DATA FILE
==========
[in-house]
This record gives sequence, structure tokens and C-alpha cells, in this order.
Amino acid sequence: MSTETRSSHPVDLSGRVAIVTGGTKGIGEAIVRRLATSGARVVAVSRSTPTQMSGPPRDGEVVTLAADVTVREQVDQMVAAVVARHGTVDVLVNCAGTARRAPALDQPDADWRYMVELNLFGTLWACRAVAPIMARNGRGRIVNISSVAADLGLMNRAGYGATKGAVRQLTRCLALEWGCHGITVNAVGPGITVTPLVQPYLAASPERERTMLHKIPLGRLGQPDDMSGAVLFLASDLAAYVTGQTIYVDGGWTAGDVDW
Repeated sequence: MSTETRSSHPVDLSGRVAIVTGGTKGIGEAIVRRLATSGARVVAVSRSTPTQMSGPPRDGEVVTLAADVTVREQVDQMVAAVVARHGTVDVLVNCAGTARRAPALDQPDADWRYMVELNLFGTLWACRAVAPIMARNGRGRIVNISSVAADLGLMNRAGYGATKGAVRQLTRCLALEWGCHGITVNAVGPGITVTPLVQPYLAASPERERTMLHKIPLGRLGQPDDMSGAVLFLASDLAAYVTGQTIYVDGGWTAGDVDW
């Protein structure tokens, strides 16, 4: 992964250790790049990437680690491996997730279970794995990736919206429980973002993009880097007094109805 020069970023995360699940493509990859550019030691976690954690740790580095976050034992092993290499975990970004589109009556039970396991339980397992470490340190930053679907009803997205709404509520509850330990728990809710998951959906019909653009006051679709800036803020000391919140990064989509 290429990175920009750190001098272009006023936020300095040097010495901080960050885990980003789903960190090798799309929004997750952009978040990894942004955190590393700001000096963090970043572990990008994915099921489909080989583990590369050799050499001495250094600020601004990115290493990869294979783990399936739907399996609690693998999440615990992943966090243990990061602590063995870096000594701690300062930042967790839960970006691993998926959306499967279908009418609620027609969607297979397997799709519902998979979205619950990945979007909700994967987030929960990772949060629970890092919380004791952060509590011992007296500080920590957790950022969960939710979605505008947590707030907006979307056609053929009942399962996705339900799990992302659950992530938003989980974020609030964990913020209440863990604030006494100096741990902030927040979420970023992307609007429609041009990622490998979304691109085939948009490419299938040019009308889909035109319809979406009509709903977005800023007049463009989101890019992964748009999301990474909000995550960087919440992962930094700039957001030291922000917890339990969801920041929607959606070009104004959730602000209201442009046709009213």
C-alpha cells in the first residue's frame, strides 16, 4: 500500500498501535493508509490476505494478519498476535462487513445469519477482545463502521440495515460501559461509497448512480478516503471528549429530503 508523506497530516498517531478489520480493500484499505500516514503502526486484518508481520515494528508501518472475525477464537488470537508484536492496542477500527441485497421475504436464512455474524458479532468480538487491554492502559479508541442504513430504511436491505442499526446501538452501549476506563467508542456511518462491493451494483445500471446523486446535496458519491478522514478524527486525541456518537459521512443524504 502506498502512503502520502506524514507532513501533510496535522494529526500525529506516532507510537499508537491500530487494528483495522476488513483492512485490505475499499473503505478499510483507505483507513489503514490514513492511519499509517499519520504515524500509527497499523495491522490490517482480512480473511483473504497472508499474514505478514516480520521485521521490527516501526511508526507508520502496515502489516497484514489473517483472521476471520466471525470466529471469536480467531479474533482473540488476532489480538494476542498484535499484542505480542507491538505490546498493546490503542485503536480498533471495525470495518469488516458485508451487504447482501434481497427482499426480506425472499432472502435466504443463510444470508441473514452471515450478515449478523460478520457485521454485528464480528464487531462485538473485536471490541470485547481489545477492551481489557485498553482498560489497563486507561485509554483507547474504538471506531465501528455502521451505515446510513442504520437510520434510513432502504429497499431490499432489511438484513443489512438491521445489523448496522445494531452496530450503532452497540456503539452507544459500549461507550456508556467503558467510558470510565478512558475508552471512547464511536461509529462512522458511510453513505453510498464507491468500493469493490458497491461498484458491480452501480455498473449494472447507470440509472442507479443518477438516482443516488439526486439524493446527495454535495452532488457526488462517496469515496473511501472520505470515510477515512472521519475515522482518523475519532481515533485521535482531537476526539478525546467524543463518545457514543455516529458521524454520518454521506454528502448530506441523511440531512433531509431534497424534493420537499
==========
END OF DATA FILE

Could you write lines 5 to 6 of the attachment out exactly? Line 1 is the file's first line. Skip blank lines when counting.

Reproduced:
């Protein structure tokens, strides 16, 4: 992964250790790049990437680690491996997730279970794995990736919206429980973002993009880097007094109805 020069970023995360699940493509990859550019030691976690954690740790580095976050034992092993290499975990970004589109009556039970396991339980397992470490340190930053679907009803997205709404509520509850330990728990809710998951959906019909653009006051679709800036803020000391919140990064989509 290429990175920009750190001098272009006023936020300095040097010495901080960050885990980003789903960190090798799309929004997750952009978040990894942004955190590393700001000096963090970043572990990008994915099921489909080989583990590369050799050499001495250094600020601004990115290493990869294979783990399936739907399996609690693998999440615990992943966090243990990061602590063995870096000594701690300062930042967790839960970006691993998926959306499967279908009418609620027609969607297979397997799709519902998979979205619950990945979007909700994967987030929960990772949060629970890092919380004791952060509590011992007296500080920590957790950022969960939710979605505008947590707030907006979307056609053929009942399962996705339900799990992302659950992530938003989980974020609030964990913020209440863990604030006494100096741990902030927040979420970023992307609007429609041009990622490998979304691109085939948009490419299938040019009308889909035109319809979406009509709903977005800023007049463009989101890019992964748009999301990474909000995550960087919440992962930094700039957001030291922000917890339990969801920041929607959606070009104004959730602000209201442009046709009213």
C-alpha cells in the first residue's frame, strides 16, 4: 500500500498501535493508509490476505494478519498476535462487513445469519477482545463502521440495515460501559461509497448512480478516503471528549429530503 508523506497530516498517531478489520480493500484499505500516514503502526486484518508481520515494528508501518472475525477464537488470537508484536492496542477500527441485497421475504436464512455474524458479532468480538487491554492502559479508541442504513430504511436491505442499526446501538452501549476506563467508542456511518462491493451494483445500471446523486446535496458519491478522514478524527486525541456518537459521512443524504 502506498502512503502520502506524514507532513501533510496535522494529526500525529506516532507510537499508537491500530487494528483495522476488513483492512485490505475499499473503505478499510483507505483507513489503514490514513492511519499509517499519520504515524500509527497499523495491522490490517482480512480473511483473504497472508499474514505478514516480520521485521521490527516501526511508526507508520502496515502489516497484514489473517483472521476471520466471525470466529471469536480467531479474533482473540488476532489480538494476542498484535499484542505480542507491538505490546498493546490503542485503536480498533471495525470495518469488516458485508451487504447482501434481497427482499426480506425472499432472502435466504443463510444470508441473514452471515450478515449478523460478520457485521454485528464480528464487531462485538473485536471490541470485547481489545477492551481489557485498553482498560489497563486507561485509554483507547474504538471506531465501528455502521451505515446510513442504520437510520434510513432502504429497499431490499432489511438484513443489512438491521445489523448496522445494531452496530450503532452497540456503539452507544459500549461507550456508556467503558467510558470510565478512558475508552471512547464511536461509529462512522458511510453513505453510498464507491468500493469493490458497491461498484458491480452501480455498473449494472447507470440509472442507479443518477438516482443516488439526486439524493446527495454535495452532488457526488462517496469515496473511501472520505470515510477515512472521519475515522482518523475519532481515533485521535482531537476526539478525546467524543463518545457514543455516529458521524454520518454521506454528502448530506441523511440531512433531509431534497424534493420537499